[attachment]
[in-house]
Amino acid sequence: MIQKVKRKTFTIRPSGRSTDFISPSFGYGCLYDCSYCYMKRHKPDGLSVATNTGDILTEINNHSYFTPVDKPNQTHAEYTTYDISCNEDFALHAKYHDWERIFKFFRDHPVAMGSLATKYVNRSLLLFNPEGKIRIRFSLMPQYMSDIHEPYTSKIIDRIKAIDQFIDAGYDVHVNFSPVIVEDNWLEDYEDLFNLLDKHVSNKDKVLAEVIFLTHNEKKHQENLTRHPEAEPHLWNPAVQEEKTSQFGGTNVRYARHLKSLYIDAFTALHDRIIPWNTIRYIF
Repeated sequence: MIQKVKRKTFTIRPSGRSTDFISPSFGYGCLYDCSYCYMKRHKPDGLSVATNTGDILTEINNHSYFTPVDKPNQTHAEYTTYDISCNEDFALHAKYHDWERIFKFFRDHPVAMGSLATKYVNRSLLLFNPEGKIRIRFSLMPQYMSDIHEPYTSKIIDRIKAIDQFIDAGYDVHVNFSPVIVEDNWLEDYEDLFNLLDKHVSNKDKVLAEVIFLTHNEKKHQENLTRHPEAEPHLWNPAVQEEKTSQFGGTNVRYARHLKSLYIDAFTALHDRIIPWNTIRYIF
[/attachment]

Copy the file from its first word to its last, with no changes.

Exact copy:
[in-house]
Amino acid sequence: MIQKVKRKTFTIRPSGRSTDFISPSFGYGCLYDCSYCYMKRHKPDGLSVATNTGDILTEINNHSYFTPVDKPNQTHAEYTTYDISCNEDFALHAKYHDWERIFKFFRDHPVAMGSLATKYVNRSLLLFNPEGKIRIRFSLMPQYMSDIHEPYTSKIIDRIKAIDQFIDAGYDVHVNFSPVIVEDNWLEDYEDLFNLLDKHVSNKDKVLAEVIFLTHNEKKHQENLTRHPEAEPHLWNPAVQEEKTSQFGGTNVRYARHLKSLYIDAFTALHDRIIPWNTIRYIF
Repeated sequence: MIQKVKRKTFTIRPSGRSTDFISPSFGYGCLYDCSYCYMKRHKPDGLSVATNTGDILTEINNHSYFTPVDKPNQTHAEYTTYDISCNEDFALHAKYHDWERIFKFFRDHPVAMGSLATKYVNRSLLLFNPEGKIRIRFSLMPQYMSDIHEPYTSKIIDRIKAIDQFIDAGYDVHVNFSPVIVEDNWLEDYEDLFNLLDKHVSNKDKVLAEVIFLTHNEKKHQENLTRHPEAEPHLWNPAVQEEKTSQFGGTNVRYARHLKSLYIDAFTALHDRIIPWNTIRYIF